CINCINNATI, Ohio— Drive like your kids live here. We all see the neighborhood signs, but not every driver pays attention to them. In Cincinnati, parents and neighbors are coming together, pleading for drivers to slow down after another child was hit.
What You Need To Know
- Maslow’s Army and Slow Down Cincinnati gathered where 15-year-old Gabby Rodriguez was struck and killed by a car almost two years ago
- Gabby was crossing the street to catch a bus to school when the car hit her. The driver has still not been identified
- The groups are asking for a sidewalk with blinking lights for a safer crossing area as well as to remember Gabby by
“I miss her laugh,” Shawna Rodriguez says of her daughter Gabby that was struck and killed by a car almost two years ago. “I miss her smile.”
Shawna misses her daughter Gabby everyday. Gabby was just 15 when she was struck and killed by a car on her way to catching the bus almost two years ago.
“A tragedy occurred here,” Brian Garry the chair of Just Slow Down Cincinnati. “And what makes it even more tragic is that is was avoidable.”
That’s why Slow Down Cincinnati and Maslow’s Army came together at the place where Gabby was killed to call for change.
“I would love a crosswalk here,” Shawna says. “And I would like flashing lights. Not only as a safety measure but as a symbol that Gabby’s life meant something and she didn’t die for nothing.”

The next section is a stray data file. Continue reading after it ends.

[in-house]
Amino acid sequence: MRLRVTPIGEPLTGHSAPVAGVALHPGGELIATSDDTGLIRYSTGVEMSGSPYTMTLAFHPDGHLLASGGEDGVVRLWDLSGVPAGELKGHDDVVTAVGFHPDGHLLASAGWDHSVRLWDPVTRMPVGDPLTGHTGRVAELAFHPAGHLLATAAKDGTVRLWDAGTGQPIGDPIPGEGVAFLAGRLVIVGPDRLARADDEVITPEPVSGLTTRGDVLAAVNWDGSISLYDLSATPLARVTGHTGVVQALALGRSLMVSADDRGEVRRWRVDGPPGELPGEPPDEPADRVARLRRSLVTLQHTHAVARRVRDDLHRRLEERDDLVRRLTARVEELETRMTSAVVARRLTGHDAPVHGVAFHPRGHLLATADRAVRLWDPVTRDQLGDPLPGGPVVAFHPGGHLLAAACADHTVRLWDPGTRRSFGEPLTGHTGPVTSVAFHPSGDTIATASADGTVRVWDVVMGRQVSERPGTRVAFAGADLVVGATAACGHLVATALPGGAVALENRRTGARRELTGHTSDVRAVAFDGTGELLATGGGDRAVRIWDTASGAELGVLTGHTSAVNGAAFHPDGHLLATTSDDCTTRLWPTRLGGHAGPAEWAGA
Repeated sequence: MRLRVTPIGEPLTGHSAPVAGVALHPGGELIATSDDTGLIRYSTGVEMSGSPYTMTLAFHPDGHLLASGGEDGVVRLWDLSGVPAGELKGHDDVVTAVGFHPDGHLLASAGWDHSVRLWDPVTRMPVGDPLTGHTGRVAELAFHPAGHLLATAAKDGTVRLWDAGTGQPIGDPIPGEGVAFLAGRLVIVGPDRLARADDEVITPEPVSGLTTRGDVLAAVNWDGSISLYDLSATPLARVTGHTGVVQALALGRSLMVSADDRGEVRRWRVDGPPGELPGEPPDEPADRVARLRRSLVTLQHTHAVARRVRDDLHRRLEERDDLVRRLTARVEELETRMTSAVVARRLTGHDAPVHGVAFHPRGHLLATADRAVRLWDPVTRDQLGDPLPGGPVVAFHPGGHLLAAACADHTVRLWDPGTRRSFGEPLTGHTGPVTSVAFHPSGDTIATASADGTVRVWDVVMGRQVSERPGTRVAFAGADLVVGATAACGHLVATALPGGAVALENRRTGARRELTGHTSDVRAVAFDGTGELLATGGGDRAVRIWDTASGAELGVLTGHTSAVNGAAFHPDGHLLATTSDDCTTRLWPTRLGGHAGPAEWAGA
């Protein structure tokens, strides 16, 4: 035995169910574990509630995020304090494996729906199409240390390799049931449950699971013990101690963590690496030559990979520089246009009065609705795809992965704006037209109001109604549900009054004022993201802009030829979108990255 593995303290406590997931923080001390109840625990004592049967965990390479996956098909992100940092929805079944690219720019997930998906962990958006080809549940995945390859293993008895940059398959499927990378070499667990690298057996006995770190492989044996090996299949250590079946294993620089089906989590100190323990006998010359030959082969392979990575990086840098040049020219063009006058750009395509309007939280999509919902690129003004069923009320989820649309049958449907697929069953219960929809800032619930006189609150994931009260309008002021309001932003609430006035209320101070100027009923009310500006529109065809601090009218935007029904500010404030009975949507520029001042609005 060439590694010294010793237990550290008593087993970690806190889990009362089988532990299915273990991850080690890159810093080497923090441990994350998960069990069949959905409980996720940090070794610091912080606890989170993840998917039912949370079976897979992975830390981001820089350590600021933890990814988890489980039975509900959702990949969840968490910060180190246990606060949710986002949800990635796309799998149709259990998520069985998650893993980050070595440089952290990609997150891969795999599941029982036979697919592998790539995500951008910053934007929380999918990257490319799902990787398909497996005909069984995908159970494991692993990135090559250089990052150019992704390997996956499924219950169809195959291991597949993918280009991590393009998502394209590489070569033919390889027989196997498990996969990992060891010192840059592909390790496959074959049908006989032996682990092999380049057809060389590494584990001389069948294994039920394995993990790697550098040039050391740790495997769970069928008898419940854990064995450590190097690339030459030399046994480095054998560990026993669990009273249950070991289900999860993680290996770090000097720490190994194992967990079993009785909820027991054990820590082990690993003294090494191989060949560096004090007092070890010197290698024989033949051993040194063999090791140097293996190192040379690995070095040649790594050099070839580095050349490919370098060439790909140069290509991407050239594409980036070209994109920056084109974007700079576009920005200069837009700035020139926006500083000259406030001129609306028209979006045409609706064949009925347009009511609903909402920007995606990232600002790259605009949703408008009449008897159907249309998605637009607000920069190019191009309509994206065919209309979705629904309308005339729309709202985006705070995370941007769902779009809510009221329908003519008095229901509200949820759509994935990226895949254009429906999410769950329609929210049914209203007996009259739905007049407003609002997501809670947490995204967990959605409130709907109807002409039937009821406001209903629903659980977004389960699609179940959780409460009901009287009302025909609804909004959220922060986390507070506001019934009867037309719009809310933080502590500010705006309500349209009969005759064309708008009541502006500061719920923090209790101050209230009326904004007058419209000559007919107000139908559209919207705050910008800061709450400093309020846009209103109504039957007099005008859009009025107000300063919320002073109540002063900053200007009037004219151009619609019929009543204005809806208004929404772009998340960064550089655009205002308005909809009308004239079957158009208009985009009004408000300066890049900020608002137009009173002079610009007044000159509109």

“This is near and dear to my heart,” Garry said. “We have to systemically change how our streets are engineered. But we also have to immediately respond to situations as they happen.”
The rally comes just weeks after 9-year-old Matthew Garza was hit on another neighborhood street. Fortunately, he survived, but his mother came to show support to Gabby’s family.
“It’s a shame that mothers connect by a hit and run,” Shawna said. “We should just connect because we have similar interests not because our kids were hit.”
Shawna says Gabby was loud and rambunctious, a girl with some serious talent on the softball diamond. They just hope her story will help another child from getting struck by a car.
“Sunday’s were softball days for Gabby,” Shawna said. “Now they’re cemetery days. It’s heart wrenching. I miss her.”